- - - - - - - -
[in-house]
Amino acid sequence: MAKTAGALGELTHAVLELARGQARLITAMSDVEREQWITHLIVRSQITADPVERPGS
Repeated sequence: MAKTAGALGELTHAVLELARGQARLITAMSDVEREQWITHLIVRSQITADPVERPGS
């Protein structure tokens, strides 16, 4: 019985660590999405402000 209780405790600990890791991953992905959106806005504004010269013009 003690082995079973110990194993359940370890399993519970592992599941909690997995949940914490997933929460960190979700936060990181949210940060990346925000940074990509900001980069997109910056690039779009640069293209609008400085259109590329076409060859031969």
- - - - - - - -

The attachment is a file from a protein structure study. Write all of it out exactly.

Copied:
[in-house]
Amino acid sequence: MAKTAGALGELTHAVLELARGQARLITAMSDVEREQWITHLIVRSQITADPVERPGS
Repeated sequence: MAKTAGALGELTHAVLELARGQARLITAMSDVEREQWITHLIVRSQITADPVERPGS
């Protein structure tokens, strides 16, 4: 019985660590999405402000 209780405790600990890791991953992905959106806005504004010269013009 003690082995079973110990194993359940370890399993519970592992599941909690997995949940914490997933929460960190979700936060990181949210940060990346925000940074990509900001980069997109910056690039779009640069293209609008400085259109590329076409060859031969």